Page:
Liberation theology comes from the realization that salvation includes more than saving individual souls for eternal life after death (though it does include that). A study of the word “salvation” and related concepts in the Old Testament reveals that salvation usually has a concrete setting in this life. An individual prays for salvation from enemies or from sickness and praises God when the rescue comes. The nation prays for salvation from enemies or for a return from exile.
The exodus or escape of a group of slaves from Egypt is the central historical event of the Old Testament. It is the founding event of the nation of Israel and Israel’s covenant with God. The story begin when God hears the cries of the oppressed and intervenes in history to save them from bondage. Then God forms them into a community of people with a special relationship to himself and to each other.
The theme of liberation continues in the ministry of Jesus, who announced his ministry by quoting these words from the prophet Isaiah,
The Spirit of the Lord is on me, because he has anointed me to preach good news to the poor.
He has sent me to proclaim freedom for the prisoners, and recovery of sight for the blind,
To release the oppressed, to proclaim the year of the Lord’s favor.
Salvation in the New Testament includes the forgiveness of personal sins for a new relationship with God and with one’s fellow pilgrims on earth through Jesus Christ. It includes the hope of full deliverance in the future from all forms of bondage, sickness, suffering, and selfishness. It also includes at least occasionally signs of that future deliverance–sometimes prayers for healing, prosperity, and freedom are answered in this life. Salvation in the New Testament also includes the indwelling presence of Christ in the life of believers through the Holy Spirit. The presence of Christ enables a follower of Christ to continue his ministry of compassion, justice, and liberation.
Liberation theology takes many forms. Some are clearly wrong, depending on the failed economic theory of socialism and hoping to transform society through violent revolution. But liberation theology does not have to be like that, and many forms are not.
Black liberation theology assumes that the experiences of black people gives them a unique vantage point for understanding the message of the Bible. White people have more in common with Pharaoh and Caesar, black people have more in common with the liberated Hebrew slaves and the poor people who followed Jesus.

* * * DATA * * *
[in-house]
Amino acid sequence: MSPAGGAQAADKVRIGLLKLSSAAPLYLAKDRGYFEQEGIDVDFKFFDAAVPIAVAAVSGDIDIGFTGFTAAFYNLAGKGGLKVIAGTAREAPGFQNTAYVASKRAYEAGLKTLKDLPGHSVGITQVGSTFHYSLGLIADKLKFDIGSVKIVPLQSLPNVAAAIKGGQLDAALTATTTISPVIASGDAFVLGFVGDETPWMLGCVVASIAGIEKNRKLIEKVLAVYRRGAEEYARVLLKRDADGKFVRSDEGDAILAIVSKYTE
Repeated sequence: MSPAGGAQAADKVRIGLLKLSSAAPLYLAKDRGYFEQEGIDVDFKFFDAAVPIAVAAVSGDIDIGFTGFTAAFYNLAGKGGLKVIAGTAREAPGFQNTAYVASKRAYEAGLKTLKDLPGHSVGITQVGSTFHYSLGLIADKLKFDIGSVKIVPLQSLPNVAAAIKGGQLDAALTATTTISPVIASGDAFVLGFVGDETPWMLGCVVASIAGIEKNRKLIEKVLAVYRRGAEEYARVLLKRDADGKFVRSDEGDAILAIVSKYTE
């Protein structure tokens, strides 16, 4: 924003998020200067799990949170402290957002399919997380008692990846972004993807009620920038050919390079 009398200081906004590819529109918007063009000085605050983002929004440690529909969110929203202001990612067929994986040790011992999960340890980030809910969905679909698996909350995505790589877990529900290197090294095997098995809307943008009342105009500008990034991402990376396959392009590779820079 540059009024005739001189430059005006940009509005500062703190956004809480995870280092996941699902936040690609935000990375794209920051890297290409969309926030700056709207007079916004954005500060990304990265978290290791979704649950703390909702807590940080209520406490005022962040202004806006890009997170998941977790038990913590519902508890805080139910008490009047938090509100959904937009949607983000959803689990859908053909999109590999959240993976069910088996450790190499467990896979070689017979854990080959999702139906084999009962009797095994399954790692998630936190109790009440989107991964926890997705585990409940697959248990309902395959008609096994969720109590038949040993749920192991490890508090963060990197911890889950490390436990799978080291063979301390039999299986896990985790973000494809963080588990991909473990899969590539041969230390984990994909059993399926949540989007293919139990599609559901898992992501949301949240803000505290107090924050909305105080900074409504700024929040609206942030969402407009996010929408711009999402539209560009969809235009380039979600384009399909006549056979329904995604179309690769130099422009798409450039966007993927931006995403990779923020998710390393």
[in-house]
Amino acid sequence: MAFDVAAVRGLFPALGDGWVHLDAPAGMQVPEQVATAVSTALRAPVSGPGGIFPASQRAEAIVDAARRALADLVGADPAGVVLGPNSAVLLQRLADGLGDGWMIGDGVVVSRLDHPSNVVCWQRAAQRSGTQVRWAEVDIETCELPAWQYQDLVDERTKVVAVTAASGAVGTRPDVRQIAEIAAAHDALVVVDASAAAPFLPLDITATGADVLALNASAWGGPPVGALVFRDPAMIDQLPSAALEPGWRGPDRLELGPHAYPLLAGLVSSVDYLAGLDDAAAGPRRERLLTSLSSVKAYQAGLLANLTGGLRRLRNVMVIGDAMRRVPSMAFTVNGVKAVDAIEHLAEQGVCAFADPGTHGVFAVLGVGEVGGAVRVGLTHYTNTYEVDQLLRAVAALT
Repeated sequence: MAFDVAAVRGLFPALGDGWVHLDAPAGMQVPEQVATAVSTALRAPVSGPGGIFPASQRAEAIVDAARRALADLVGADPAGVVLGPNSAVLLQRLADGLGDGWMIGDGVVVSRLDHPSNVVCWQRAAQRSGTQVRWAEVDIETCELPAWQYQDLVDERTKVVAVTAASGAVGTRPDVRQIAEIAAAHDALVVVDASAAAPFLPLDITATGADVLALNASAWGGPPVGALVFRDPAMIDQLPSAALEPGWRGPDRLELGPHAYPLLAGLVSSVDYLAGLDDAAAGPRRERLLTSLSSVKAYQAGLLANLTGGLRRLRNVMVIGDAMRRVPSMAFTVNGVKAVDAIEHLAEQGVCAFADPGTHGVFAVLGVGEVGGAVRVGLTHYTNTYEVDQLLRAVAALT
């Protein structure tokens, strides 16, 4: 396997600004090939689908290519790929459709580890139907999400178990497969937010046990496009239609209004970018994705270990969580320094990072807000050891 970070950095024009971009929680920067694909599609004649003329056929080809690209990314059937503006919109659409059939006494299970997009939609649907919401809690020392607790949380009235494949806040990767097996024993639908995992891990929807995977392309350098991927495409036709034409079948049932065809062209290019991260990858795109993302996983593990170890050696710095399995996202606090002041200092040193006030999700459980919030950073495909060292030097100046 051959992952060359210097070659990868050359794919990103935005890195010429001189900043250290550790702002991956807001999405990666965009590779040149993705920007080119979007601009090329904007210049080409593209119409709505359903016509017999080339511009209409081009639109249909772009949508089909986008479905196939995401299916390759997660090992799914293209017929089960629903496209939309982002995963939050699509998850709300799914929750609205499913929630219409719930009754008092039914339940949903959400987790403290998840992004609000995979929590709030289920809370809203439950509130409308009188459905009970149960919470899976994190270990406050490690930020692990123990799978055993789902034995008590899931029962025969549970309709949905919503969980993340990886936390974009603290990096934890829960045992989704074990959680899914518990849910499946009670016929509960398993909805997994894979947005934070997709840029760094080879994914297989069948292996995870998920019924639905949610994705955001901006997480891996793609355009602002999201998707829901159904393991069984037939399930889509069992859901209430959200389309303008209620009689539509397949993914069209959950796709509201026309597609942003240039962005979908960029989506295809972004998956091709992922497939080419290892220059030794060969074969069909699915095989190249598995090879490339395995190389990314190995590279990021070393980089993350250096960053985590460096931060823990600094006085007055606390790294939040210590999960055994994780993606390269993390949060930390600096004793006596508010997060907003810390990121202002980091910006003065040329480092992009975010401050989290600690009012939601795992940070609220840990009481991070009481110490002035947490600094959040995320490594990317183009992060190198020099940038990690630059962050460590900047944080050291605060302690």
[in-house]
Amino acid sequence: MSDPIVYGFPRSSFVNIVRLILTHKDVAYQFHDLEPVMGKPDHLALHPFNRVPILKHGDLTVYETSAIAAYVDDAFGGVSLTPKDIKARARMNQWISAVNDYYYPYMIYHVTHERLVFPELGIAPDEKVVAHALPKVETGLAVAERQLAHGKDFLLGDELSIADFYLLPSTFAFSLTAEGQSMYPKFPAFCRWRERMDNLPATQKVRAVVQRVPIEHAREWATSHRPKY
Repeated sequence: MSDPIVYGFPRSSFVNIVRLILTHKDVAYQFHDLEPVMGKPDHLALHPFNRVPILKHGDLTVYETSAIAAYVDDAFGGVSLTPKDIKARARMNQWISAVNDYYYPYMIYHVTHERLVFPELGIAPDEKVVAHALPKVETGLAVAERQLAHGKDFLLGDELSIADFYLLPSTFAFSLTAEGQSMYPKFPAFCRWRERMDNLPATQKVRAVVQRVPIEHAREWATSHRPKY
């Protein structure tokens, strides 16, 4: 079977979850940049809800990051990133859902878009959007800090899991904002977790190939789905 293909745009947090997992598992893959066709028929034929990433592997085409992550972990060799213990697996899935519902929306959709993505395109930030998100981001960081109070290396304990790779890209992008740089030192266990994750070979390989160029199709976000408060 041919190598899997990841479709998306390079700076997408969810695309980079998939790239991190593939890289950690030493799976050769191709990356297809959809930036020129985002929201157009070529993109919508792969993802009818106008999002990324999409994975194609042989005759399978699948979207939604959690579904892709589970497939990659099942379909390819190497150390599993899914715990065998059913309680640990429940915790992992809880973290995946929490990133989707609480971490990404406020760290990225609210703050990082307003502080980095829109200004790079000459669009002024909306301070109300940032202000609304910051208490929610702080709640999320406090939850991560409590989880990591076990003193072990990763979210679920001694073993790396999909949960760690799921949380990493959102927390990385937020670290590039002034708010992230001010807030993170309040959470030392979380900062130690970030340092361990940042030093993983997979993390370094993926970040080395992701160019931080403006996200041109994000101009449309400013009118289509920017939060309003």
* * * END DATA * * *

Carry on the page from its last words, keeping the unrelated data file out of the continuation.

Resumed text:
Black liberation theology in North America is heavily indebted to the ministry of Martin Luther King, who proved that change can come through nonviolent action coupled with prayer and faith.
Black liberation theology teaches that all people are sinful and need repentance, forgiveness, and the presence of the Spirit to overcome the effects of sin. It also realizes that sin takes different forms in different people. In Pharaoh and his followers sin manifests itself in a stubborn refusal to hear the cries of the oppressed and to submit to the message of judgment. In the victims of Pharaoh’s oppression, sin often takes the form of a failure of courage, a lack of faith, an identification with the oppressors rather than heeding God’s message of liberation.
In addition to the reconciling message of Jesus as proclaimed by Dr. King, liberation theologians and preachers also listen to the words (and sometimes mimic the fiery rhetoric) of the biblical prophets like Amos and Jeremiah, or even James the Just, who grew up in the same house with Mary, Joseph, and Jesus:
Now listen, you rich people, weep and wail because of the misery that is coming upon you. Your wealth has rotted, and moths have eaten your clothes. Your gold and sliver are corroded. Their corrosion will testify against you and eat your flesh like fire. You have hoarded wealth in the last days. Look! The wages you failed to pay the workers who mowed your fields are crying out against you. The cries of the harvesters have reached the ears of the Lord Almighty. You have lived on earth in luxury and self-indulgence. You have fattened yourselves in the day of slaughter. You have condemend and murdered innocent men, who were not opposing you.